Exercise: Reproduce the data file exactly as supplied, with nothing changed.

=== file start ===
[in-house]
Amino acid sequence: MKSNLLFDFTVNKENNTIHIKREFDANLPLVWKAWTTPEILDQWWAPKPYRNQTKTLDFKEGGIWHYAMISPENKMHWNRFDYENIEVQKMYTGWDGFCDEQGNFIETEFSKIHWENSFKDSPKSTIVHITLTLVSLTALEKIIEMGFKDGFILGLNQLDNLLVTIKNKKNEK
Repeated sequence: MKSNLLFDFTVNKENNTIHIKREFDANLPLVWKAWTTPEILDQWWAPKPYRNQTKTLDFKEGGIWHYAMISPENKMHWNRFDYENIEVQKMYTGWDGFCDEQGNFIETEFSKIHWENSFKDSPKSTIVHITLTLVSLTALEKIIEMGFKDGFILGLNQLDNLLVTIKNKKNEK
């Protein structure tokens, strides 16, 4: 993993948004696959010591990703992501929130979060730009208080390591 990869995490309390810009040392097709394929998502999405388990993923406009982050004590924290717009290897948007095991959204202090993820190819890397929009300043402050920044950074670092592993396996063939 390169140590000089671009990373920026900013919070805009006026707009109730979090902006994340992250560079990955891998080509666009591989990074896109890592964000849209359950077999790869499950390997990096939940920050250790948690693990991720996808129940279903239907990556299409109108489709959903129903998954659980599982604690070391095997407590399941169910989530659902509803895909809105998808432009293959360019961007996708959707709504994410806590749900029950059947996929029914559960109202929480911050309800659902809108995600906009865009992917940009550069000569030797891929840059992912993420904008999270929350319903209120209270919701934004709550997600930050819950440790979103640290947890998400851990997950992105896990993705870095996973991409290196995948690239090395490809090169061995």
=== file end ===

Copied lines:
[in-house]
Amino acid sequence: MKSNLLFDFTVNKENNTIHIKREFDANLPLVWKAWTTPEILDQWWAPKPYRNQTKTLDFKEGGIWHYAMISPENKMHWNRFDYENIEVQKMYTGWDGFCDEQGNFIETEFSKIHWENSFKDSPKSTIVHITLTLVSLTALEKIIEMGFKDGFILGLNQLDNLLVTIKNKKNEK
Repeated sequence: MKSNLLFDFTVNKENNTIHIKREFDANLPLVWKAWTTPEILDQWWAPKPYRNQTKTLDFKEGGIWHYAMISPENKMHWNRFDYENIEVQKMYTGWDGFCDEQGNFIETEFSKIHWENSFKDSPKSTIVHITLTLVSLTALEKIIEMGFKDGFILGLNQLDNLLVTIKNKKNEK
């Protein structure tokens, strides 16, 4: 993993948004696959010591990703992501929130979060730009208080390591 990869995490309390810009040392097709394929998502999405388990993923406009982050004590924290717009290897948007095991959204202090993820190819890397929009300043402050920044950074670092592993396996063939 390169140590000089671009990373920026900013919070805009006026707009109730979090902006994340992250560079990955891998080509666009591989990074896109890592964000849209359950077999790869499950390997990096939940920050250790948690693990991720996808129940279903239907990556299409109108489709959903129903998954659980599982604690070391095997407590399941169910989530659902509803895909809105998808432009293959360019961007996708959707709504994410806590749900029950059947996929029914559960109202929480911050309800659902809108995600906009865009992917940009550069000569030797891929840059992912993420904008999270929350319903209120209270919701934004709550997600930050819950440790979103640290947890998400851990997950992105896990993705870095996973991409290196995948690239090395490809090169061995």